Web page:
Steve Ekin, director of the Georgia Surplus Property Division, shows some of the items discarded by travelers at Hartsfield-Jackson Atlanta International Airport during security checks, at the surplus property division "Thrift Store" in Tucker, Ga. Tuesda
Photo credit: AP Photo/Gene Blythe
A butcher knife and a chain saw are among the hundreds of items discarded at the security checkpoints of Hartsfield-Jackson Atlanta International Airport that will go on sale starting Monday at new state government thrift stores.
They are among thousands of items - from pocket knifes to power tools - banned from airplanes that have accumulated at security checkpoints. The proceeds are going to the state of Georgia.
Each month, the federal Transportation Security Administration sends the state a pallet of government-issue plastic vats full of knives, scissors, baseball bats, barbells, toy guns and other items discarded or confiscated at airports.
"There's too much of it," said Steve Ekin, director of the Georgia Surplus Property Division.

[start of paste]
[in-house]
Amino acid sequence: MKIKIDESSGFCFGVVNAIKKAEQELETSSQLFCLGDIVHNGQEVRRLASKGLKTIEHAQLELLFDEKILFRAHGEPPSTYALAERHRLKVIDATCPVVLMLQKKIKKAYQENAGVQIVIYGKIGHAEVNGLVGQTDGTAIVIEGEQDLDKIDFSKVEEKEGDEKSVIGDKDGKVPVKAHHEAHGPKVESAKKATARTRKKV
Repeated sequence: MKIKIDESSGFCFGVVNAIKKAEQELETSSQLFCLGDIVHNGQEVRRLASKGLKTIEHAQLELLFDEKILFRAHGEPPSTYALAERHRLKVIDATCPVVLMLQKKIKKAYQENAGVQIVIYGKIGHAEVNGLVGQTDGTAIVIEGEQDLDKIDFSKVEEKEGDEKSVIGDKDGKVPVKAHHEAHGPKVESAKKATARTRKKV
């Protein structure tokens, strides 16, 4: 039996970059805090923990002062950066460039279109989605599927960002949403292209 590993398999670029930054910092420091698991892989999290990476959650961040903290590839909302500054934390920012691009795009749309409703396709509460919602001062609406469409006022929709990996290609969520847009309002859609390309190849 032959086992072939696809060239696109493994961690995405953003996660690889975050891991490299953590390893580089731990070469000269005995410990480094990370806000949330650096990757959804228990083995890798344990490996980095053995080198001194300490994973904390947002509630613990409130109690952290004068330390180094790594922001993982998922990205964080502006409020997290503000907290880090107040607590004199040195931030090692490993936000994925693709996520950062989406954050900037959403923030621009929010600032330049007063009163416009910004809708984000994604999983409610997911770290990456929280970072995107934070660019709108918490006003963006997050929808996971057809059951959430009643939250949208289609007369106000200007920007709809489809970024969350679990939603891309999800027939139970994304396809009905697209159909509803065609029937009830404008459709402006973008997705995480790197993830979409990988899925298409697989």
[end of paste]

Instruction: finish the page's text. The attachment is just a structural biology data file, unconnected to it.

A new law signed by Georgia's governor in April paved the way for the state-operated thrift stores to sell items without going through a bidding process, the typical way a government agency sells unwanted surplus.
Other states have profited from the sale of castoff items. Pennsylvania accepts discarded checkpoint items from contractors at 12 airports in five states and sells them to the highest bidders on the online auction site eBay.
Kentucky and Alabama state employees travel to Florida's Fort Lauderdale-Hollywood and Miami international airports to pick up discarded items. Kentucky sells the items on eBay; Alabama tries to sell them cheap to nonprofit groups before offering them to the public at live auctions.
On The Net:
Georgia Surplus Property Division: http://www.surplusproperty.doas.ga.gov